number)
  return message
endFunction

However, there is no direct method of assigning a default value for the optional parameter. If you were to call the function is as without specifying a value for the number parameter the number will be inserted into the returned message as an empty string. This is most likely not the desired behavior.

When the caller does not specify the value of an optional parameter, it does not resolve to 0 or false within the function; this is a common misconception. Instead the unspecified parameter resolves to nullptr. The misconception that the unspecified parameter resolves to 0 or false is a result of the fact that when nullptr is typecast to an int the result is 0 or false. However, if the unspecified parameter is typecast to a string the result is an empty string. This is why in the above example the number will be inserted into the returned message as an empty string; the number parameter is typecast to a string by the FormatString function. If the unspecified parameter did resolve to 0 or false within the function it would be inserted to the returned message as 0!

This problem can be resolved as follows.

string function GetFavoriteNumberMessage(optional int number)
    if (!DidCallerSpecifyTheValueOfTheParameter(number))
      number = 42
    endIf
    var string message = FormatString(
      "Hello. My favorite number is %1. What is your favorite number?",
      number)
    return message
endFunction

Unfortunately, there is no DidCallerSpecifyTheValueOfTheParameter function in the JAWS scripting language, so do not bother looking it up. However, there is a function that can achieve the same goal.

Behind the scenes all variables in the JAWS scripting language are VARIANTs (yes we are aware that there are modern alternatives that are vastly superior but the JAWS scripting language is very old; it has its roots in the JAWS macro language that was included in JAWS for DOS). One benefit of a VARIANT is it supports the concept of a VARTYPE or variant type. Furthermore, there is a VT_EMPTY variant type. Finally, there is a rarely used GetVariantType built-in script function that “determines the type of a variable”.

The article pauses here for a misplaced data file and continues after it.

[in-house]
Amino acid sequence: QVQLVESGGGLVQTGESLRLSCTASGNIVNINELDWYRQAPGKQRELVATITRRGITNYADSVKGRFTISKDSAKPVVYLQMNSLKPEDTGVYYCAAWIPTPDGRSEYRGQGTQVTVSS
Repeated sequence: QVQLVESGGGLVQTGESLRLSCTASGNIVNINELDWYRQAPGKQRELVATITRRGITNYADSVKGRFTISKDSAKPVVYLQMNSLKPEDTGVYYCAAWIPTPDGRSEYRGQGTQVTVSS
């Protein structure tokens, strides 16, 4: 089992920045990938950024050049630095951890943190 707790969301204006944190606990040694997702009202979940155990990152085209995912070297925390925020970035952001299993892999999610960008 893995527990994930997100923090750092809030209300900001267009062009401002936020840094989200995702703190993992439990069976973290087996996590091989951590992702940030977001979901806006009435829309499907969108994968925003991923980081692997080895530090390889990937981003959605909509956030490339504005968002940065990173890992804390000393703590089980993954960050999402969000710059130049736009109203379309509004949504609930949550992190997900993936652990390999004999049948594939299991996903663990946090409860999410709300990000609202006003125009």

Thus, it is possible to assign a default value for an optional parameter as follows.

string function GetFavoriteNumberMessage(optional int number)
    if (GetVariantType(number) == VT_EMPTY)
      number = 42
    endIf
    var string message = FormatString(
      "Hello. My favorite number is %1. What is your favorite number?",
      number)
    return message
endFunction

Note that some people may think this is unnecessary because it is enough to rely on the perceived unspecified parameter resolves to 0 or false behavior. This is wrong for two reasons.

  • As I have already pointed this perceived behavior is not what is actually happening. The unspecified parameter actually resolves to nullptr.
  • In many cases, even if the perceived unspecified parameter resolves to 0 or false behavior may not be what is desired.

Every other programming language that supports the concept of optional parameters; such as C++, C#, and Modern JavaScript ; allows the value of the optional parameters to be explicitly defined. The purpose of the following code block is to add the same capabilities to optional parameters in the JAWS Scripting Language.

if (GetVariantType(number) == VT_EMPTY)
  number = 42
endIf

This is the only way to assign a non nullptr value for an optional parameter in the JAWS Scripting Language. You should consider doing this even for parameters where the default value is 0 or nullptr because explicitly specifying the value of your default parameters rather that making people who read your code guess what the behavior will be is just being polite.

Note that using this technique is absolutely necessary when overriding a built-in script function such as the SayObjectTypeAndText function in your scripts. The default value of the includeContainerName is true, not false. Failure to do this when overriding the SayObjectTypeAndText function will change the behavior of your function from the default resulting in hard to find bugs.

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More advice on how to organize an article

The Upcoming changes to Google Drive sync clients page is another excellent example of how not to organize an article.

The section How Backup and Sync users can start using Drive for desktop begins as follows: “To get started with Drive for desktop, you can move your accounts and settings from Backup and Sync to Google Drive for desktop”. At this point the more impatient readers will have already started screaming at the author of this page because no information at all on how to get started was provided. Just above this paragraph is a link to “download Drive for Desktop” so you can assume that by the time your reader gets to this point on the page they have downloaded the software and they are continuing to read the page in order to find out what to do next.